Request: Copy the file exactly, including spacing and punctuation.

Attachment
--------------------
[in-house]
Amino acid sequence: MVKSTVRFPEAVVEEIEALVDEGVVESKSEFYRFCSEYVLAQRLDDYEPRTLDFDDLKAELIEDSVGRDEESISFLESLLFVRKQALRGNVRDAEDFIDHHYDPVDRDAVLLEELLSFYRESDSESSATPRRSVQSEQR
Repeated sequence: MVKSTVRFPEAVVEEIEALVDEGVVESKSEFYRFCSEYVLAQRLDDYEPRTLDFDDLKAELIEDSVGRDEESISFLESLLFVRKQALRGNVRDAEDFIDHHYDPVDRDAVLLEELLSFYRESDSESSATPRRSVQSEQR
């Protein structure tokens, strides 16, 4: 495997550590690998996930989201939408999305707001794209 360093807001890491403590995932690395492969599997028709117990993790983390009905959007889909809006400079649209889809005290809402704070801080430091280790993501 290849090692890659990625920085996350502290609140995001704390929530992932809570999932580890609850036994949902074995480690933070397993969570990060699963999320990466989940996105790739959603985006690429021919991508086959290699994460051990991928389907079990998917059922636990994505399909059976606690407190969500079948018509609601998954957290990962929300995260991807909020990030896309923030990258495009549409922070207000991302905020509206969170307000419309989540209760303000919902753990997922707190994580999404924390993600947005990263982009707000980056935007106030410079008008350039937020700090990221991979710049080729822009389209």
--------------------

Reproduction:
[in-house]
Amino acid sequence: MVKSTVRFPEAVVEEIEALVDEGVVESKSEFYRFCSEYVLAQRLDDYEPRTLDFDDLKAELIEDSVGRDEESISFLESLLFVRKQALRGNVRDAEDFIDHHYDPVDRDAVLLEELLSFYRESDSESSATPRRSVQSEQR
Repeated sequence: MVKSTVRFPEAVVEEIEALVDEGVVESKSEFYRFCSEYVLAQRLDDYEPRTLDFDDLKAELIEDSVGRDEESISFLESLLFVRKQALRGNVRDAEDFIDHHYDPVDRDAVLLEELLSFYRESDSESSATPRRSVQSEQR
């Protein structure tokens, strides 16, 4: 495997550590690998996930989201939408999305707001794209 360093807001890491403590995932690395492969599997028709117990993790983390009905959007889909809006400079649209889809005290809402704070801080430091280790993501 290849090692890659990625920085996350502290609140995001704390929530992932809570999932580890609850036994949902074995480690933070397993969570990060699963999320990466989940996105790739959603985006690429021919991508086959290699994460051990991928389907079990998917059922636990994505399909059976606690407190969500079948018509609601998954957290990962929300995260991807909020990030896309923030990258495009549409922070207000991302905020509206969170307000419309989540209760303000919902753990997922707190994580999404924390993600947005990263982009707000980056935007106030410079008008350039937020700090990221991979710049080729822009389209």